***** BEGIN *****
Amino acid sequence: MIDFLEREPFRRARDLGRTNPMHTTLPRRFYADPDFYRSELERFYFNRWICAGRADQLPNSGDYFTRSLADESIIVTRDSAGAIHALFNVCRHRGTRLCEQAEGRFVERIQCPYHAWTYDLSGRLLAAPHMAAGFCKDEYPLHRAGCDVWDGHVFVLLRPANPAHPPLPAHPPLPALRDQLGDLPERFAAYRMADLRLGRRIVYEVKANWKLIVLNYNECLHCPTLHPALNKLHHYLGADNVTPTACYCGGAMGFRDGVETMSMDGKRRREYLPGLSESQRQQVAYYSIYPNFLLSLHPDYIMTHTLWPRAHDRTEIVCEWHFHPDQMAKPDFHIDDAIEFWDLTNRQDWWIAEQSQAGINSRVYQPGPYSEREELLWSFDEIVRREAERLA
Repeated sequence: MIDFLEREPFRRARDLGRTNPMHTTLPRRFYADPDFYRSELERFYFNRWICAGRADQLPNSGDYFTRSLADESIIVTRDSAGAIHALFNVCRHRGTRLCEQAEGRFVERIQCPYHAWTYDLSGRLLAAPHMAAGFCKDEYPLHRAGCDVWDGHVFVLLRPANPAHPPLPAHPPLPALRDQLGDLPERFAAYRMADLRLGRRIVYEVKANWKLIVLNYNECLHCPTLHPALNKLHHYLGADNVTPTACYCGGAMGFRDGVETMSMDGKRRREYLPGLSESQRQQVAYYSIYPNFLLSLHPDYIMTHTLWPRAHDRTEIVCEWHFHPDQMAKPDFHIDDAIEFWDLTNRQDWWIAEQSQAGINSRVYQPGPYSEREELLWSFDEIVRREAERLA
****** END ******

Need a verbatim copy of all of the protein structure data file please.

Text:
Amino acid sequence: MIDFLEREPFRRARDLGRTNPMHTTLPRRFYADPDFYRSELERFYFNRWICAGRADQLPNSGDYFTRSLADESIIVTRDSAGAIHALFNVCRHRGTRLCEQAEGRFVERIQCPYHAWTYDLSGRLLAAPHMAAGFCKDEYPLHRAGCDVWDGHVFVLLRPANPAHPPLPAHPPLPALRDQLGDLPERFAAYRMADLRLGRRIVYEVKANWKLIVLNYNECLHCPTLHPALNKLHHYLGADNVTPTACYCGGAMGFRDGVETMSMDGKRRREYLPGLSESQRQQVAYYSIYPNFLLSLHPDYIMTHTLWPRAHDRTEIVCEWHFHPDQMAKPDFHIDDAIEFWDLTNRQDWWIAEQSQAGINSRVYQPGPYSEREELLWSFDEIVRREAERLA
Repeated sequence: MIDFLEREPFRRARDLGRTNPMHTTLPRRFYADPDFYRSELERFYFNRWICAGRADQLPNSGDYFTRSLADESIIVTRDSAGAIHALFNVCRHRGTRLCEQAEGRFVERIQCPYHAWTYDLSGRLLAAPHMAAGFCKDEYPLHRAGCDVWDGHVFVLLRPANPAHPPLPAHPPLPALRDQLGDLPERFAAYRMADLRLGRRIVYEVKANWKLIVLNYNECLHCPTLHPALNKLHHYLGADNVTPTACYCGGAMGFRDGVETMSMDGKRRREYLPGLSESQRQQVAYYSIYPNFLLSLHPDYIMTHTLWPRAHDRTEIVCEWHFHPDQMAKPDFHIDDAIEFWDLTNRQDWWIAEQSQAGINSRVYQPGPYSEREELLWSFDEIVRREAERLA